♠ Tuesday, December 04, 2001
Thinking Out Loud: MMORPGs -- 4 Dec 2001
It seems to me that the biggest problems with MMORPG's right now is their incredible "done that"ness. The current crop of MMORPG's look nicer, but in gameplay are no different, essentially, than Meridian 59, or, really, than the MUDs that have been around for æons. (You know, since, like, the '80s.) Skills and terminology that apply to one game transfer immediately to others. Characters are one of, or a combination of, healers, tanks, and nukers. (Summoners, which seem to defy this, turn out to be a combination tank/nuker.) Gameplay is often about finding the hunting grounds that are appropriate to your level, hunting there until you've levelled a couple times, and moving on to the next hunting grounds.I think the single biggest thing that is missing from the game is the quest. I'm short on example games for current quest systems. I don't remember any quests in DragonRealms (DR). The only quests I recall in Meridian 59 (M59) were of the take-him-a-message sort. Ultima Online (UO) had traveller quests, where you needed to escort a traveller somewhere for gold, but for most players the only important "quests" were to obtain materials for crafting (eg, "black gold" is mined near Vesper; "texas tea" grows near Trinsic). Everquest (EQ) does appear to have a lot of quests, but for the most part, players hunt until a quest becomes easy enough that it's mostly about travelling.
What seems to be missing is the element that is important from single-player RPGs ... players quest, and by questing, they gain experience. When designing a single-player RPG, designers don't expect their players to spend six hours in a single room fighting a never-ending onslaught of (insert monster here). Bo-ring. I believe that the only thing that saves MMORPG's from being tedious is the interaction with other PCs.
But this isn't enough. Do you invite people to your house to engage the tedious? "Hey, Mike, why don't you and Judy come over. We have some paint that's drying, and Carol says maybe we can churn butter later." Shared tedium isn't fun for long.
My idea is that players should progress through a MMORPG much the way they progress through a single-player game -- as a connected series of individual quests. eg:
- Players begin in city "A".
- Local residents (mainly NPCs) are concerned!
- Journey to city "B".
- City "B" has been overrun by (monster)s!
- The (monster)s seem to come from the Ancient "C" Mine.
- Descend the mine: The Wizard of "D" is behind this!
- The Wizard of "D" teleports away, perhaps to city "E".
- Journey to City "E" ... and so on.
The obvious problem with this is that it's hardly possible for several hundred players to be traipsing through the same dungeon, and have the dungeon experience be at all interesting, or indeed even to be different from other MMORPGs. My solution is to rethink the way servers are split: There are very few non-dungeon servers (but the "aboveground" world(s) is/are big enough that they don't feel crowded). [Optional: Some genius might be expended in splitting the aboveground into areas (different planes, or planets, or ...) that segregate players into approximate skill-level groups. (Eg, one doesn't learn the true whereabouts of the Wizard of "T" until one reaches level 43, or a gimcrackery skill of 91%.) This prevents low-level players from being "twinked" by high-level players.]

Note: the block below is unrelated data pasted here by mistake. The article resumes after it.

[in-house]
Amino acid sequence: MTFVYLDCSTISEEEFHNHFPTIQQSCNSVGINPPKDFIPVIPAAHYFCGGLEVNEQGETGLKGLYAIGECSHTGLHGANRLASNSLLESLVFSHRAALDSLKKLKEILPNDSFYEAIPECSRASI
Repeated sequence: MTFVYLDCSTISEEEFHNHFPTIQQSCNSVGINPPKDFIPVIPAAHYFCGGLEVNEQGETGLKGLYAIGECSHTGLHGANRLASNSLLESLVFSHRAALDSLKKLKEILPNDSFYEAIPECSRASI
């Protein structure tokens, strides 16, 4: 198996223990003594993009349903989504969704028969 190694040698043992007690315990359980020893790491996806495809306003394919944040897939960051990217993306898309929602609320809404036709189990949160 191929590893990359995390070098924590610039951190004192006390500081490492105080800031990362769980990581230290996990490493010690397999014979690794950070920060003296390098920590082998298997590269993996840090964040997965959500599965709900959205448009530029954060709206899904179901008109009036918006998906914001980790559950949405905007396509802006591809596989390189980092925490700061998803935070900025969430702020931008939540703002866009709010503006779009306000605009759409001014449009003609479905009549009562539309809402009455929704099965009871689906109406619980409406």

In each area ("town"), there are people (NPCs) with quests. These could be major (Ascend to the roof of the Tower of "W", above the 66th floor, and return to me the egg of a golden roc. Oh, did I tell you that barbarians control the tower?) or they could be minor (That bastard "G" stole my chicken!). The quest-givers give out quests that are appropriate for the party which attempts them. (One thing to consider is the players' difficulty settings ... do they want a cakewalk or do they want to cheat death?)
The party (which might be one player) sets out to the quest site on the aboveground server. However, upon entering the dungeon, the party is in a world of its own: No other players are within the dungeon. And, for at least several game days, the state of the dungeon doesn't change as players enter and exit the dungeon. Once it does change, players can be notified with a simple "Oh, dear! The scary "H" monsters have refortified the Temple/Mine/Wal-Mart!"
To work as I've suggested, and to give the game worthwhile replay value, the number of quests has to be huge and continually growing. (At some critical mass, the number of quests becomes large enough that the number can seem to be inflated artificially, by rotating old quests out and restoring them six months later.) This strikes me as the most serious bottleneck: A couple of quests would have to be added PER DAY to keep interest and value (and keep generating monthly income). Perhaps the players themselves could be recruited to do much of this work; the number of superbly designed 3D worlds created by fans as mods to existing games continues to astound me. But the company must still retain a large force of "editors" who pick the best, clean up any problems or inconsistencies, and add them to the world.
I've already come up with several concerns with the above, mostly technical. I'm curious what you come up with. Part II (items) is to come.
[To come, perhaps, eventually ... but not anywhere near the time that this message was composed.]